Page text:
Leonard Williams, Wes Horton and the defensive line will be key. - Kirby Lee-US PRESSWIRE
Can the Trojan defensive line handle Oregon's spread offense? Plus, four other burning questions to watch for when the Ducks come to the Coliseum.
This was supposed to be the ultimate regular season weekend in college football. Before the season, many thought the national championship participants would be decided when the two beasts of the SEC West, Alabama and LSU, matched up and the two most dynamic West Coast offenses, USC and Oregon, faced off.
But instead of four undefeated teams battling in a de facto semifinal game, LSU has not had the quarterback play it expected from Zach Mettenberger and lost at Florida while USC was pushed around by Stanford and then gave a game away at Arizona last week with five turnovers.
After last week's disappointing loss, can the Trojans rebound against a team head coach Lane Kiffin says is the best in the country?
Here are five burning questions to watch for as USC welcomes No. 2 Oregon to the L.A. Memorial Coliseum:
1. Does Colorado strike again?
Colorado State, Fresno State, UCLA, Arizona State, USC. Those are the FBS schools that have beat Colorado this season. 22-7 to North Dakota State, 27-26 to Tulsa, 43-17 at Cal, 43-21 at Oregon, 39-36 at Arizona. Those are the losses suffered by the same teams the week after beating Colorado.
Every time an FBS team has defeated Colorado this season, it has lost the following game. Oregon is coming off a 70-14 pounding of the Buffaloes. Can USC help continue the Colorado Curse?
2. Does USC embrace the underdog role?
The Trojans are not accustomed to being the underdog. It's not something Trojan fans want to ever embrace. But it's something the USC players need to do against Oregon. There are a few maxims that are always necessary for underdogs to pull off upsets and that's what the Trojans have to do.
Rule 1 is get out to an early start. Last season, USC was able to take the Autzen crowd out of the game early when it took a 14-0 first quarter lead. An early start allows an underdog to quiet the crowd on the road or really get the home crowd into the game. USC will need to get the #CardinaltheColi crowd roaring early.
Rule 2 is don't turn the ball over. The Trojans have no chance if they commit five turnovers like they did last week. Ball security has been an issue all season, so can USC can avoid the turnover bug?
Rule 3 is don't beat yourself. Turning the ball over is a part of rule 3 as well, but this is in reference to dumb penalties and coaching decisions. Underdogs can't afford to give their opponents second opportunities. If you make a stop on third down, you can't get a STUPID, DUMB, OH MY GAWD DID HE REALLY JUST HOVER OVER TAUNTING HIM penalty and give the favored team new life with a first down they didn't earn. USC has been prone to trying to beat itself all season.
3. How does the young Trojan defensive line handle Oregon's spread option?
One of the main reasons, USC was able to upset the Ducks at Autzen Stadium last year was the play of the defensive line. Against the spread option, if the defensive lineman don't follow their assignments, they leave gaping holes for the running backs. The lineman may not always make the tackle, but by fulfilling their duties, they occupy the blockers and allow the linebackers and safeties the opportunity to make plays.
Gone are Nick Perry, DaJohn Harris, Christian Tupou and senior Devon Kennard is out for the season. Will the young, but extremely talented linemen be able to make the plays? It'll take discipline, which hasn't been USC's strength all season.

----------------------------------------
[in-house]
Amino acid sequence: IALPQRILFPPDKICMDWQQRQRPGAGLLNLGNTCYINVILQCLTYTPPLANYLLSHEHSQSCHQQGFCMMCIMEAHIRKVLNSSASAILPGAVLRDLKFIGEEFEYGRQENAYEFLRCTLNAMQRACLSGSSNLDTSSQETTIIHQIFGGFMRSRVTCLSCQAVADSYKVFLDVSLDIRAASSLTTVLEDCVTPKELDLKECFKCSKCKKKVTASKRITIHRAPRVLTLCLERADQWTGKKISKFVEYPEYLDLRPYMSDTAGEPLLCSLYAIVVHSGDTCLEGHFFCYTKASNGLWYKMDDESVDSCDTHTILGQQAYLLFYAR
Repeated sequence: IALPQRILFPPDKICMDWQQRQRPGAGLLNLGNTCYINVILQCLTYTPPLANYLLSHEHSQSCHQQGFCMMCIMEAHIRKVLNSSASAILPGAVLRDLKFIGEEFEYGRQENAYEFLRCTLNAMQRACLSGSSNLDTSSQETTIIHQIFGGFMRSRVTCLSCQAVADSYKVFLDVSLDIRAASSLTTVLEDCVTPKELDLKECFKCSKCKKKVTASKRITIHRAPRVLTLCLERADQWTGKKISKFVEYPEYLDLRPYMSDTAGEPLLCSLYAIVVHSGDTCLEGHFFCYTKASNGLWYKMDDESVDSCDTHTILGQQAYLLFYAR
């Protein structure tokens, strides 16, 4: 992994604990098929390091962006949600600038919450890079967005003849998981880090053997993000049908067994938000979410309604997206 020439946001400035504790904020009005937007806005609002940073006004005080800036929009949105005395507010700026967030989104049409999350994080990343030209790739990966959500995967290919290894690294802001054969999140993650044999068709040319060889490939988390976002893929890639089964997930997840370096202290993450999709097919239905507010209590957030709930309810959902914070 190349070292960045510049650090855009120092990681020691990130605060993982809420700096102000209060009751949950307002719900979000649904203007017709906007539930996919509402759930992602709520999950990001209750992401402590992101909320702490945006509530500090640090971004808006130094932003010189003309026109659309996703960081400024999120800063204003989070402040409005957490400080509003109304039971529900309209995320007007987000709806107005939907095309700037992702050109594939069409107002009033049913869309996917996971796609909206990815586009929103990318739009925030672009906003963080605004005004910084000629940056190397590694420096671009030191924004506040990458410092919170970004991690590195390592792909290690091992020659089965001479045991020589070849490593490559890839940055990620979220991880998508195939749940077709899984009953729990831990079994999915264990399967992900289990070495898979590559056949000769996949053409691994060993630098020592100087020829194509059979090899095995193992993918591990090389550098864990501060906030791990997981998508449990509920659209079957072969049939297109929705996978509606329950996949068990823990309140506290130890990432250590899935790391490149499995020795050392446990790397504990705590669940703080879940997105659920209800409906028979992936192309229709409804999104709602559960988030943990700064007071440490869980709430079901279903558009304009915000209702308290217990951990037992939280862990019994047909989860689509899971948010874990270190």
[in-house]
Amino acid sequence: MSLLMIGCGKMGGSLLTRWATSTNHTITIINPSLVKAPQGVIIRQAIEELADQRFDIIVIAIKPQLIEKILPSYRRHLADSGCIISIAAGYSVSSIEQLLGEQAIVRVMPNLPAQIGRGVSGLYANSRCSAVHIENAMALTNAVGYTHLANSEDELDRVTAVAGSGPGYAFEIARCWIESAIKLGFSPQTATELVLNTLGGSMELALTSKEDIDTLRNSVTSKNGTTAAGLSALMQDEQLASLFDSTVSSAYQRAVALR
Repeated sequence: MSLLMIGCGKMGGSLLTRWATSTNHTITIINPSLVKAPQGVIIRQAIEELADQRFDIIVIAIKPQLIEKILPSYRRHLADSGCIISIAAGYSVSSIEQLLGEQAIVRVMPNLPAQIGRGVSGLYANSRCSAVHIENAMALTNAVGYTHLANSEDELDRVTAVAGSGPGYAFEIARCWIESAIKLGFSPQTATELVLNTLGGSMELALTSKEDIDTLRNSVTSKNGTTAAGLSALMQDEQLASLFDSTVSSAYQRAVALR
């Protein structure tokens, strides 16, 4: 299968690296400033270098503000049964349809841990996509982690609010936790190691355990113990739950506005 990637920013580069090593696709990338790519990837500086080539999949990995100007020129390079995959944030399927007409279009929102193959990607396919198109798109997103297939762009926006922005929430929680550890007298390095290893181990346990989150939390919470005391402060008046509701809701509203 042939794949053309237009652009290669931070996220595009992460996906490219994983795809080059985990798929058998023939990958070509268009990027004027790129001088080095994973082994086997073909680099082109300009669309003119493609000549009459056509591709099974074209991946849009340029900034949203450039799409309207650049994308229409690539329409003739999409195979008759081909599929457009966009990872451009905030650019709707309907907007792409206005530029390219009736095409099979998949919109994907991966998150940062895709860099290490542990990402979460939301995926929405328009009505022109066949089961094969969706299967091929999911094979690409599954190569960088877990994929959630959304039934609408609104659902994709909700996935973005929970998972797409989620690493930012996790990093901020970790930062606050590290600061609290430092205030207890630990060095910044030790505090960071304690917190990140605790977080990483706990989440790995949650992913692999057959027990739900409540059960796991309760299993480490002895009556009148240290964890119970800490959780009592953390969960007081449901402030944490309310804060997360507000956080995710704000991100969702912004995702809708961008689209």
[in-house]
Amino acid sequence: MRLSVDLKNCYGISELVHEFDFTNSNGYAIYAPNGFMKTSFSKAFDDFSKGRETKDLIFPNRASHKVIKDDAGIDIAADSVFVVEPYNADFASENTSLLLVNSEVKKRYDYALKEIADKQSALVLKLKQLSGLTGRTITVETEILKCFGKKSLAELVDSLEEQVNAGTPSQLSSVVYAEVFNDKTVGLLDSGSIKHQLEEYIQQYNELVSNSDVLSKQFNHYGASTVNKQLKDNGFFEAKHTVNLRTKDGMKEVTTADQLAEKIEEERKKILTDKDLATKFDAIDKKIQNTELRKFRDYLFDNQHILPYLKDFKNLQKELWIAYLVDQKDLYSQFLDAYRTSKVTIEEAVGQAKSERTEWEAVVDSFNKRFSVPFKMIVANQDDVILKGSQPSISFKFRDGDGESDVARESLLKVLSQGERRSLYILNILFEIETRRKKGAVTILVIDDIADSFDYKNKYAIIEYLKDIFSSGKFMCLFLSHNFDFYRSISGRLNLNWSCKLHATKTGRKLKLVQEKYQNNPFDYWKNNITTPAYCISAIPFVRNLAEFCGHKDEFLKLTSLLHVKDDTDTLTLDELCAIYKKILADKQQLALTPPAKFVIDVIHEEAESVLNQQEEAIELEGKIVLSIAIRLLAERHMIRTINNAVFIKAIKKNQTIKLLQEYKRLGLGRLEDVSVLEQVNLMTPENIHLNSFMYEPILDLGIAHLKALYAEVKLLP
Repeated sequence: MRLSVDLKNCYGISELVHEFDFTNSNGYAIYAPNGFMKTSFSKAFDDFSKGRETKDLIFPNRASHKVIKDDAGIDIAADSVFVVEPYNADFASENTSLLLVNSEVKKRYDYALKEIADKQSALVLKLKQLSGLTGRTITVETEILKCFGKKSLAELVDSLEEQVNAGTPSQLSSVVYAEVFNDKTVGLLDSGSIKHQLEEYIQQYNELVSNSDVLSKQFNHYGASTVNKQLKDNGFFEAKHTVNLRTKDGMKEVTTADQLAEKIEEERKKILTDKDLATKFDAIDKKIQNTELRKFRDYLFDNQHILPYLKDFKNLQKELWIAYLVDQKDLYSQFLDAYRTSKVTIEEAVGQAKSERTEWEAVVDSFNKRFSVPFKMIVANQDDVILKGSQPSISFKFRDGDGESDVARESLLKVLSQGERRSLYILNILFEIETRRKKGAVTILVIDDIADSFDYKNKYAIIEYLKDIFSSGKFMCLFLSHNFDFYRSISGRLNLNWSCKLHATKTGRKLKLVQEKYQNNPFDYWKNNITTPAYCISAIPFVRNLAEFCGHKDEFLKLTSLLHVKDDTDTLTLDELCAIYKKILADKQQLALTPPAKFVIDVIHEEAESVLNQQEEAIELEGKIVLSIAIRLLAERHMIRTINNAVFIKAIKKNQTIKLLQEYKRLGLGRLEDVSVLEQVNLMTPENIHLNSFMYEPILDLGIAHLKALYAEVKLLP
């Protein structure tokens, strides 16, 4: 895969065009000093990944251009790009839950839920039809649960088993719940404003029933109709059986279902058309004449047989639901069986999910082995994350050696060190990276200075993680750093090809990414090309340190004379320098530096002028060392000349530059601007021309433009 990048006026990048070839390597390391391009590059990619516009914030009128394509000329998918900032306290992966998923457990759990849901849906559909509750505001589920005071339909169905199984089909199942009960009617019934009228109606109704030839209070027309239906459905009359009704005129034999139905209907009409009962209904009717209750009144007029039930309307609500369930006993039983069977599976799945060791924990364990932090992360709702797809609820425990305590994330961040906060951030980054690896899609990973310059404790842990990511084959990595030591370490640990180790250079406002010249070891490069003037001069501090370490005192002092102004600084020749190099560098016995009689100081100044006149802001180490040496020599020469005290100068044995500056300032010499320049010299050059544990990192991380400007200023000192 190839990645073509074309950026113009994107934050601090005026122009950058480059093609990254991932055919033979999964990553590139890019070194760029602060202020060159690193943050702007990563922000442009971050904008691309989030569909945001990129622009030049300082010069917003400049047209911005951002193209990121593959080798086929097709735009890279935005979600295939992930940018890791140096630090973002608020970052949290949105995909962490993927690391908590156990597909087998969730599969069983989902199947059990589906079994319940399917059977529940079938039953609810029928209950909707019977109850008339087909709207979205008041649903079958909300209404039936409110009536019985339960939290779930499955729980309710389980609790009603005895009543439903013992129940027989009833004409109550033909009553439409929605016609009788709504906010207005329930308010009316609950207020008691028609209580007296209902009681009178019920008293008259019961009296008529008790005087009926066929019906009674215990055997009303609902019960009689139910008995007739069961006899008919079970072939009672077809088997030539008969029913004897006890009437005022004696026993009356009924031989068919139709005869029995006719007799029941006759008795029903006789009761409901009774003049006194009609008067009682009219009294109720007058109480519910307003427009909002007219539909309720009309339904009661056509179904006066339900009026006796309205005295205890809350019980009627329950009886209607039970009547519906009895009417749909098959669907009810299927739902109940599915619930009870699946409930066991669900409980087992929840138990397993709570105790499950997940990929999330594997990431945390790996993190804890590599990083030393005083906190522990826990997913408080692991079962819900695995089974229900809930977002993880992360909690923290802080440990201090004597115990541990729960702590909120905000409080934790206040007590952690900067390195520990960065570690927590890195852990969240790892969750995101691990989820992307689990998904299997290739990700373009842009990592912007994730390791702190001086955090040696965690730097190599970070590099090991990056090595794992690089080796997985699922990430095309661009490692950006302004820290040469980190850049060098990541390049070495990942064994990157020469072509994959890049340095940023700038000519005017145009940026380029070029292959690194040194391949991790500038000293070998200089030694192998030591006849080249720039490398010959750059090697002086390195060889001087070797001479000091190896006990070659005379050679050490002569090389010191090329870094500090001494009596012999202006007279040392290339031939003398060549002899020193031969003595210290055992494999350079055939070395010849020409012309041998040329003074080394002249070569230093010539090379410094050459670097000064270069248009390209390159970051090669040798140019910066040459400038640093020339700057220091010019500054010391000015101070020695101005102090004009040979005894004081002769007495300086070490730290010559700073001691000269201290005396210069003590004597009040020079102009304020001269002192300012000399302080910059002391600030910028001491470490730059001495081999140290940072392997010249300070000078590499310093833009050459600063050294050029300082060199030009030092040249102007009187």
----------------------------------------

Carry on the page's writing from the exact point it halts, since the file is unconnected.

4. Who will be able to hold onto the ball?
D.J. Morgan looked like he finally had gained the coaches' trust and was going to get an opportunity to be the explosive running threat he once was in high school. With Curtis McNeal not making the trip to Arizona, Morgan got nine carries and churned out 63 yards on his first eight carries -- an impressive 7.9 yards per carry. But it was the ninth one that did him in. Morgan fumbled the rock on a second down carry late in the third quarter and didn't touch the ball again the rest of the game.
But Morgan isn't the only one who has had trouble holding on to the ball. Backfield mates McNeal and Silas Redd have put the ball on the ground as well. As a team, USC has fumbled the ball 16 times this season, turning it over 10 times. Oregon comes in having created 23 turnovers. If USC can't hold onto the ball, especially in the backfield, it stands no chance.
Whether you are an Oregon fan or a USC fan, just take a second and imagine having Marqise Lee on the outside and DeAnthony Thomas in the slot...
Whether you just imagined them in cardinal and gold or one of the Ducks' two billion uniform combinations, that nearly happened. Coming down to National Signing Day, both players' commitments were up in the air and both players could have ended up together. Imagine the nightmares a defensive coordinator would have trying to counter two of the most explosive playmakers in college football.
But who will be more electrifying on Saturday? Both are tremendous with the ball in their hands. It'll be up to which defense (and special teams) can keep them from getting the ball in the first place. To keep the Black Mamba from striking, USC needs to strike first and try to do what other teams have failed to do this season -- lay the wood. With electrifying players, you have to be able to slow them down a half step. That can be accomplished by giving them nowhere to go with gang tackling, but also by giving them more to think about with a big hit or two.
USC-Oregon kicks off at 4:00 p.m. PT and will be televised live on FOX and FOX Deportes. You can also catch the game on 710 ESPN .
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